Outdoor recreation, connection to nature, social connection, and physical activity are just a few reasons people visit parks. For community members in small towns, these values resonate too. From playing pickleball to fishing, hiking to nighttime stargazing, parks, trails, and greenspaces are gathering spaces for small towns where community members tend to know each other well. Safe Routes to Parks can be an opportunity to bring together these diverse users, united in their shared values for these spaces. In a place like Paonia (population 1, 462), a rural community on Colorado’s Western Slope, the importance of parks and public lands was underscored in their recent parks master plan, Paonia in Motion. Safely biking and walking to their parks was a natural extension of their efforts to improve their parks. Their Safe Routes to Parks workshop became the next step in advancing those access goals as part of their park planning process.


Person writing down their notes on a large pad of paper on a table outside

A Paonia community member notes observations from their community walk audit to their park.
Photo credit: Tammie Meck


Safe Routes to Parks engages multi-generational community members with unique mobility needs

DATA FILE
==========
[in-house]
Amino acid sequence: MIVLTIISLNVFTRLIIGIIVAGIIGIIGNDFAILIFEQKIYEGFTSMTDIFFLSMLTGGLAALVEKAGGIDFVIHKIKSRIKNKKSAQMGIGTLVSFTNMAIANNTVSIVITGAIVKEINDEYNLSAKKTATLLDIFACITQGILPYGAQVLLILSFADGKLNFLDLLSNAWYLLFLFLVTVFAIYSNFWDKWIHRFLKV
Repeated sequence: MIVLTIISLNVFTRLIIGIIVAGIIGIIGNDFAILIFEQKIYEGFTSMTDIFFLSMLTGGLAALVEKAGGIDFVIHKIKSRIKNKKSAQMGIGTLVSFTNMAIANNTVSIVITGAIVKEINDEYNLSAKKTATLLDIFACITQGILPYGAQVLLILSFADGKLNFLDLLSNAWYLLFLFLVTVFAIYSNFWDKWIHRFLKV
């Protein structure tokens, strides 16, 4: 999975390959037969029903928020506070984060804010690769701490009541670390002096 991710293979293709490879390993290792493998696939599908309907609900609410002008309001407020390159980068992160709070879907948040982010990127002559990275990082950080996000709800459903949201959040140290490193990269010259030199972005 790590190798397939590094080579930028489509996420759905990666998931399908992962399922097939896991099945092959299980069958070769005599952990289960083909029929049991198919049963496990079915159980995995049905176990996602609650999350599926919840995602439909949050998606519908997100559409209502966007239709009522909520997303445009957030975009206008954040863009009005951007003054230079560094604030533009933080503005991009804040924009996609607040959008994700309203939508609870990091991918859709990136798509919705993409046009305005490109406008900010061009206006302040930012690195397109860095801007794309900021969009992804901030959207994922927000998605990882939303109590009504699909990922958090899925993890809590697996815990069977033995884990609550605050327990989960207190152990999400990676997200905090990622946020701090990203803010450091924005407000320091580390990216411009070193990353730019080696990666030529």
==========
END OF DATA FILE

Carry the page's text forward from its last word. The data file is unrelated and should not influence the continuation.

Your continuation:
Community engagement is at the core of the Safe Routes to Parks planning process, and in small towns, intergenerational opportunities for engagement are particularly pronounced. In Paonia, we saw this to be true. As part of our site visit, we attended a potluck at their local Senior Center to connect with community members and chat about how they use their parks and how they get to them. We were delighted to talk with residents including, Lynn, a lifelong resident celebrating their 97th birthday who used her scooter to get to the park. She and her peers highlighted the need for ADA access and connected routes with curb ramps.  We also met preschool teachers who use the local parks as outdoor classrooms. They emphasized the desire for safe routes and slow car speeds to shepherd their tiniest learners to participate in learning activities like “Forest Fridays” and other nature education.